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John Adams Blog

The blog of The Antient and Honourable John Adams Society, Minnesota's Conservative Debating Society www.johnadamssociety.org

Tuesday, August 08, 2006

Interest Rate Pause?

Is Bernanke finally going to listen to little ol' me and pause the 2-year string of interest rate hikes?

A story in the Star Tribune today opines, "there is still some uncertainty over the Fed's next move because while the economy has been slowing, inflation pressures have been rising."

This scenario combined with continued interest rate hikes would almost certainly return us to the stagflation of the late 'seventies.

The Strib goes on, "The Fed's favorite inflation gauge, which is tied to consumer spending, showed core inflation — excluding energy and food — rose by 2.4 percent in the 12 months ending in June, the fastest clip in 11 years, and above the Fed's comfort zone of 1 percent to 2 percent."

This is a simplistic test. You CAN'T remove energy from consumer spending. Oil prices are built into all tangible goods. Transportation of products is not an insignificant portion of the consumer price, and the general cost of doing business in almost all circumstances is influenced, if even to a minute degree, by energy prices.

Further, the Fed does not give its tightening or loosening measures enough time to work before making its next decision. I predict that the Fed will actually need to ratchet the rate down in the next six months.

Holding my breath . . .

Blogger Scribbler de Stebbing said...

. . . And then he had to ruin it by saying "some inflation risks remain," letting all the air out of the stock market. So let's start drilling for oil, eh? Everyone else is doing it.

Ah well, let's take the pause for now. Anyone taking odds on seeing a 1/4 point rate reduction sometime in the next six months?

2:05 PM, August 08, 2006  
Blogger Harsh Pencil said...


There is a market for these bets.
This market is still putting a 56% chance that rates will be increased one more time by the end of the year.

Via Bloomberg,

Futures Traders Pare Bets on Rate Increase by End of the Year

Aug. 8 (Bloomberg) -- Futures traders pared bets that the Federal Reserve will boost its overnight lending rate between banks by the end of this year after the central bank ended its streak of 17 consecutive increases.

The yield on the federal funds futures contract for December fell 2 basis points, or 0.02 percentage point, to 5.34 percent at the Chicago Board of Trade. It suggests a 56 percent chance of an increase to 5.5 percent from 5.25 percent by the end of the year, down from 68 percent yesterday.

In their toughest decision since Chairman Ben S. Bernanke took the Fed's helm in February, central bankers are counting on economic growth slowing enough to damp a pickup in prices. If they make the wrong call, policy makers may have to clamp down harder in coming months and risk smothering the expansion.

St. Louis Fed President William Poole said last week he was ``50-50'' about whether to keep lifting borrowing costs.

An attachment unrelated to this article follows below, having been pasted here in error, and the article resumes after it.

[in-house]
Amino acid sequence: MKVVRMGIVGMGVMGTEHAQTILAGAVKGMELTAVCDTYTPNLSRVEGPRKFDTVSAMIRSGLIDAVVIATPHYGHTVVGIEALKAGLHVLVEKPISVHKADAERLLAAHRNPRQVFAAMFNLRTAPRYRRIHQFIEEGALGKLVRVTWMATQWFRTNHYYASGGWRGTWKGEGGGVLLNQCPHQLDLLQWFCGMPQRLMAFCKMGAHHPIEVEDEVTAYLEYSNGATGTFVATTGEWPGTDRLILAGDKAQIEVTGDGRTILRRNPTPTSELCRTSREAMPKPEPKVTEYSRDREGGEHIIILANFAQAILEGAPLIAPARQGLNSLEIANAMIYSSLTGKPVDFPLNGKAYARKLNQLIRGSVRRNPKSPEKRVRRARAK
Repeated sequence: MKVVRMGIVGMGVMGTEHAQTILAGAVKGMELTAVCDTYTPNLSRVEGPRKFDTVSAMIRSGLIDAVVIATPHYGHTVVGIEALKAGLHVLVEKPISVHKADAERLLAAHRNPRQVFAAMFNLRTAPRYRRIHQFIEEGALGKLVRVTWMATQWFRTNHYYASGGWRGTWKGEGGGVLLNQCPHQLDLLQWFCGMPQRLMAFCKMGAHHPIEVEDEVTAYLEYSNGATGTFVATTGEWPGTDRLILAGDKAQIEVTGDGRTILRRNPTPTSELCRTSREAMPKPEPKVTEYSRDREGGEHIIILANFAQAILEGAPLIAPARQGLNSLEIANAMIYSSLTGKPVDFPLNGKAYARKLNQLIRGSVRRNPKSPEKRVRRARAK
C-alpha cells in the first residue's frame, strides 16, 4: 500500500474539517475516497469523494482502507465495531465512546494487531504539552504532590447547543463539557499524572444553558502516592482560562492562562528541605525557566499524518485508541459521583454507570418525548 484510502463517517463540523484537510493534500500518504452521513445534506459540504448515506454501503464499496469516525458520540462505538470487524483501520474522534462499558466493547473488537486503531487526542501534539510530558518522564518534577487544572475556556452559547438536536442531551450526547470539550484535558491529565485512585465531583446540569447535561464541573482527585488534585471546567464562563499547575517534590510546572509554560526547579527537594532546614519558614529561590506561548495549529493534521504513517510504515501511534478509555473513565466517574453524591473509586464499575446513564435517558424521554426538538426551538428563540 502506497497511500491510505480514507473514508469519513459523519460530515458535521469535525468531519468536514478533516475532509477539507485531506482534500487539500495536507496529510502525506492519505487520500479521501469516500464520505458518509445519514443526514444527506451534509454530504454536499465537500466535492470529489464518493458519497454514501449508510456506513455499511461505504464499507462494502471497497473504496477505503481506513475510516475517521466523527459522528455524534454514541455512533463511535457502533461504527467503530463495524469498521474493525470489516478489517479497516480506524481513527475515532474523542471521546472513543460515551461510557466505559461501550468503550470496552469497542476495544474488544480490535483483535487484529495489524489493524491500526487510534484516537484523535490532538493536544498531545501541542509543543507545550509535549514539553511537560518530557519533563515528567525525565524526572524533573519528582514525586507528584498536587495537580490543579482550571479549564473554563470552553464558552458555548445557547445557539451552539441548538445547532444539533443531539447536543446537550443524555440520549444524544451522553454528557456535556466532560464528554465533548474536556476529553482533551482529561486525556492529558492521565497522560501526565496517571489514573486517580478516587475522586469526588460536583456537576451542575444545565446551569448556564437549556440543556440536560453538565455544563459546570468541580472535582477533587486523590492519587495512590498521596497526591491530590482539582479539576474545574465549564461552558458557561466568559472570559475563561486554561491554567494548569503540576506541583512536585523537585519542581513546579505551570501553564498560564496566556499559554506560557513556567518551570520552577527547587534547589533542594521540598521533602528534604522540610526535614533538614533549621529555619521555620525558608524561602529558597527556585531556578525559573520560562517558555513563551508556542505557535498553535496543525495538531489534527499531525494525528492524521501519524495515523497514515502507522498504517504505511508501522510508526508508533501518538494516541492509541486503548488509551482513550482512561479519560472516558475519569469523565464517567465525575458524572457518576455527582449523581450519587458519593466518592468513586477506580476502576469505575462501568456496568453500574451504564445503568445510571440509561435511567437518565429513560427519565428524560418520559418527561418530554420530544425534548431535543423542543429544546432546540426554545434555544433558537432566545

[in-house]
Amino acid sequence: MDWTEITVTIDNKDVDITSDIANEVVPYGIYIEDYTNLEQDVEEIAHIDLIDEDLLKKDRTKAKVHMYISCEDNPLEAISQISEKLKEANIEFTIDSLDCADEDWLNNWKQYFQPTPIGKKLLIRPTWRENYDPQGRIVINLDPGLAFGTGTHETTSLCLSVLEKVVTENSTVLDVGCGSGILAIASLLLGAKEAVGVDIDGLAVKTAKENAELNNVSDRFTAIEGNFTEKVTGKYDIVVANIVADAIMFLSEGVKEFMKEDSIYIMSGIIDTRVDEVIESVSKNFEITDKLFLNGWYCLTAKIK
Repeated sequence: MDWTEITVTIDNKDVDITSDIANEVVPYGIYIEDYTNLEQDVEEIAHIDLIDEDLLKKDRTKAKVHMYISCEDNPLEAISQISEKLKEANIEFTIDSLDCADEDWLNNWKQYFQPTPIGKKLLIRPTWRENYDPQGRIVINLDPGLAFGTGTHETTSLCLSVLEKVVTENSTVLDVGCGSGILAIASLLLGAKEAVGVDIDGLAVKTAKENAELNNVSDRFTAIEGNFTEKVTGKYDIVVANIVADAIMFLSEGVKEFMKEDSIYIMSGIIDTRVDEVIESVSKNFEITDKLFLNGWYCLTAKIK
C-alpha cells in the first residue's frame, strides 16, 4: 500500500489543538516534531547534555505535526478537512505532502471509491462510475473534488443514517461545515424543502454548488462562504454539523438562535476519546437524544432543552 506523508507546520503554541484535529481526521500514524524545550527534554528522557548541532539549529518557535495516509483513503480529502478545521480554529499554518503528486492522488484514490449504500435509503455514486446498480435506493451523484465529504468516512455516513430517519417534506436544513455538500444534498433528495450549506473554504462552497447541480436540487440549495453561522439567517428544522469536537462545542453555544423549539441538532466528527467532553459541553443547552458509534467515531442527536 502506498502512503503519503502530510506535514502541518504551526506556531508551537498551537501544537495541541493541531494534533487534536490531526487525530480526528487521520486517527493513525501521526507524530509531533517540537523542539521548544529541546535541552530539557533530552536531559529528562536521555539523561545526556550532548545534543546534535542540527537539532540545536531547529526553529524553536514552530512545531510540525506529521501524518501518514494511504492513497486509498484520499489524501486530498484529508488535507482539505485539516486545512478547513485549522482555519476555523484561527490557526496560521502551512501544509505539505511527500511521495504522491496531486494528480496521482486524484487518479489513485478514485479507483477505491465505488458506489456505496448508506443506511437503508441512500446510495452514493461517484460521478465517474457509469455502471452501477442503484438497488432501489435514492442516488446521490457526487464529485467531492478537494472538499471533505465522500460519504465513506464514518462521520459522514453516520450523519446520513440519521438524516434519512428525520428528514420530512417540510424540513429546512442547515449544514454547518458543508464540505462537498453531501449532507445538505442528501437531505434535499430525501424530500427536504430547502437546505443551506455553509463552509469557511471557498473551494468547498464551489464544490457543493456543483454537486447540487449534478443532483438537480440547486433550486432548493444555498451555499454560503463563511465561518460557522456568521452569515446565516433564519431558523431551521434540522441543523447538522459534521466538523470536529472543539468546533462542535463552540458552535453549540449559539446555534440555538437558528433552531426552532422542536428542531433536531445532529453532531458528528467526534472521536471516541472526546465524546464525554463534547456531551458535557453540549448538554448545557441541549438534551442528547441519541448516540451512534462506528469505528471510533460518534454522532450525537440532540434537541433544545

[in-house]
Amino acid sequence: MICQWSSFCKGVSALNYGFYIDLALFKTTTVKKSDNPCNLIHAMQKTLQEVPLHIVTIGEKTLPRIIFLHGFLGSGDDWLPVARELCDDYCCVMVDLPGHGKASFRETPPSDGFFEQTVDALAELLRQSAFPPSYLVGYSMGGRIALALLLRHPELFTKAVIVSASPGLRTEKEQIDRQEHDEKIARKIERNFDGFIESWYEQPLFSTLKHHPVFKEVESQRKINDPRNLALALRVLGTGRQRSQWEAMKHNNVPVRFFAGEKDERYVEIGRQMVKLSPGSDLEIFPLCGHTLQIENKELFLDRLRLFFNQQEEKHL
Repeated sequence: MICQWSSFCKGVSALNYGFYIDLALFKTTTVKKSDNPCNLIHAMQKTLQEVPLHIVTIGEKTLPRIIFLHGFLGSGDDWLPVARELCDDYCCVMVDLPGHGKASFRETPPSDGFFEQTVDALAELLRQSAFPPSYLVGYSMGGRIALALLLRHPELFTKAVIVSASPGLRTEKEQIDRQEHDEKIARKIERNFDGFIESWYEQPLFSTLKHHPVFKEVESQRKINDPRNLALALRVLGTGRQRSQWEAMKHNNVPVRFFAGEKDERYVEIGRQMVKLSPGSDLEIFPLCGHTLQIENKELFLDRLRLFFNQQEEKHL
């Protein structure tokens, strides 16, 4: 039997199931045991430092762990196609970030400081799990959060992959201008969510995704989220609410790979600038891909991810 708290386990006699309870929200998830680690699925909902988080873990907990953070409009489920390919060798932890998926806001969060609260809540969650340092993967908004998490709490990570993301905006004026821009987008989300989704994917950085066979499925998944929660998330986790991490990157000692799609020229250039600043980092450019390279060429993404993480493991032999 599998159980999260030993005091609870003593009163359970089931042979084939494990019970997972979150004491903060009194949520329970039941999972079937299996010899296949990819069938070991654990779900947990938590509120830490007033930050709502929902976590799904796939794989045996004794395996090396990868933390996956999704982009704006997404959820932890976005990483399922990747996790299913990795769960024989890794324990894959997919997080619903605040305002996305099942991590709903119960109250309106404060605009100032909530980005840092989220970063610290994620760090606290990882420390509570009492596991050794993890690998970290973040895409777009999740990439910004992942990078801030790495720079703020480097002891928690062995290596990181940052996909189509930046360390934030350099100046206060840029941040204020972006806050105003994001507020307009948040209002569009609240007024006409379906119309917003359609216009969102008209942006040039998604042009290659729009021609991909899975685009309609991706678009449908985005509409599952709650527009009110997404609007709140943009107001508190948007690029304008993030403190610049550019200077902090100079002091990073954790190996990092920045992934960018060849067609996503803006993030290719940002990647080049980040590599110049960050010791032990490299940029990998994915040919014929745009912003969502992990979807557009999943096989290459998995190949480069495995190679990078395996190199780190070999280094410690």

The Fed on June 29 lifted the benchmark interest rate by a quarter-percentage point to 5.25 percent, the highest since January 2001.

The decision today represented the first time in 18 meetings of the central bank's Federal Open Markets Committee since June 2004 that the rate was not increased. The next meetings of the FOMC, which votes on the rate moves, are on Sept. 20, Oct. 25 and Dec. 12.

Futures are agreements to buy or sell assets at a set date and price. Contracts on interest rates are settled in cash. Fed funds futures settle at the fed funds effective rate, which is the average of all overnight rates for the month.

An increase in the Fed's target to 5.5 percent by December would raise the average overnight rate in that month to 5.411 percent. The rate on the fed funds futures contract is derived by subtracting the contract's price from 100.

2:53 PM, August 08, 2006  
Blogger Scribbler de Stebbing said...

56% isn't an overwhelming margin, though I imagine few think there will be an actual rate cut. I'm still going out on that limb, even if it is wishful thinking.

Rationally, another hike would hurt the economy further. Much of what was fueling the economic growth, in addition to capital gains tax cuts, were new housing starts. Those have tapered off as interest rates have climbed, obviously. I understand that the rationale for increasing interest rates is to curb the appeal of debt, but mortgage debt isn't such bad debt to have. Consider that renters were buying homes and that all boats were being lifted by that rising tide.

Again, I say a simple look at consumer price increases, energy and food aside, is not a sufficient indicator of consumer demand as energy prices have been artificially raising prices of all goods.

Without genuine economic growth and a decrease in unemployment, further interest rate increases will do harm to an economy that wants to take off, and I believe a small cut is warranted.

Consider too that baby boomers are still investing in the stock market, and that is a more worthy place for their money than in bonds, as their investment in the market will provide the capital to increase employment both directly and through trickle-down economics.

I don't pretend to understand this more than you, Pencil, but I am questioning the automatic inflation-necessitates-rate increase-philosophy. Did it work in the Seventies?

The Fed needs to be more conservative and wait longer between manipulations before further tinkering is warranted.

4:40 PM, August 08, 2006  

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